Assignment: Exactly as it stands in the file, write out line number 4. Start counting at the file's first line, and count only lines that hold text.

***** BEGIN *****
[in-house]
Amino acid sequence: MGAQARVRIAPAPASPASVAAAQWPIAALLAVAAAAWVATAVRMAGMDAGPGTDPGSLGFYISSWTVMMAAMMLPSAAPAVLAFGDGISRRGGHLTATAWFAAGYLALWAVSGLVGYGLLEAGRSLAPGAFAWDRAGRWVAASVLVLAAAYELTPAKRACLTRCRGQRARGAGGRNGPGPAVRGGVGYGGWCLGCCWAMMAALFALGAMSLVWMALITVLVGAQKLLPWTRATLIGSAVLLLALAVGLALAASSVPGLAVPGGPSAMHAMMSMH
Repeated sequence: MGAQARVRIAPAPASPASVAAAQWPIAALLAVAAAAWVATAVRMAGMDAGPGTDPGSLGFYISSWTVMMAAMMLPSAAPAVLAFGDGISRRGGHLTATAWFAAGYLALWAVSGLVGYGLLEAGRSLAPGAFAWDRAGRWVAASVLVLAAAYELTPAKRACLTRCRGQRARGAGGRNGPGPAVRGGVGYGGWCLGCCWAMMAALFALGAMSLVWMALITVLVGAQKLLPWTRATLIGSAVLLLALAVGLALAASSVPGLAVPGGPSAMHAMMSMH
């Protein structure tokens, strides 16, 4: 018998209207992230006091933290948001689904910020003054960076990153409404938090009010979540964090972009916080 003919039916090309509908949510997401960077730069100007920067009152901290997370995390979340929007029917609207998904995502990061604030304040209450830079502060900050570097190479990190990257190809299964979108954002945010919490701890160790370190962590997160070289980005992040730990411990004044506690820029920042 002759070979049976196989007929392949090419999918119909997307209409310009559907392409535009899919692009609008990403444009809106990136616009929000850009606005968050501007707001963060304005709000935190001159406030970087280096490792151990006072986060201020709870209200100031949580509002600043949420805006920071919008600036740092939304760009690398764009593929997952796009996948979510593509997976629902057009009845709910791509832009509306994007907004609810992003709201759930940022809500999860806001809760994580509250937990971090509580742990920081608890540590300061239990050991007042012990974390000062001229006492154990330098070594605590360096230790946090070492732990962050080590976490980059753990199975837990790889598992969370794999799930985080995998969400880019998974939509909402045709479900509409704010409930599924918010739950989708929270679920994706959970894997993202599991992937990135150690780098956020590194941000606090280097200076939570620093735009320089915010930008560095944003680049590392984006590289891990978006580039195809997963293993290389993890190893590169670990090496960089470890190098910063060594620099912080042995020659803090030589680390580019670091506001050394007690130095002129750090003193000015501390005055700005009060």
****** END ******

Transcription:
């Protein structure tokens, strides 16, 4: 018998209207992230006091933290948001689904910020003054960076990153409404938090009010979540964090972009916080 003919039916090309509908949510997401960077730069100007920067009152901290997370995390979340929007029917609207998904995502990061604030304040209450830079502060900050570097190479990190990257190809299964979108954002945010919490701890160790370190962590997160070289980005992040730990411990004044506690820029920042 002759070979049976196989007929392949090419999918119909997307209409310009559907392409535009899919692009609008990403444009809106990136616009929000850009606005968050501007707001963060304005709000935190001159406030970087280096490792151990006072986060201020709870209200100031949580509002600043949420805006920071919008600036740092939304760009690398764009593929997952796009996948979510593509997976629902057009009845709910791509832009509306994007907004609810992003709201759930940022809500999860806001809760994580509250937990971090509580742990920081608890540590300061239990050991007042012990974390000062001229006492154990330098070594605590360096230790946090070492732990962050080590976490980059753990199975837990790889598992969370794999799930985080995998969400880019998974939509909402045709479900509409704010409930599924918010739950989708929270679920994706959970894997993202599991992937990135150690780098956020590194941000606090280097200076939570620093735009320089915010930008560095944003680049590392984006590289891990978006580039195809997963293993290389993890190893590169670990090496960089470890190098910063060594620099912080042995020659803090030589680390580019670091506001050394007690130095002129750090003193000015501390005055700005009060």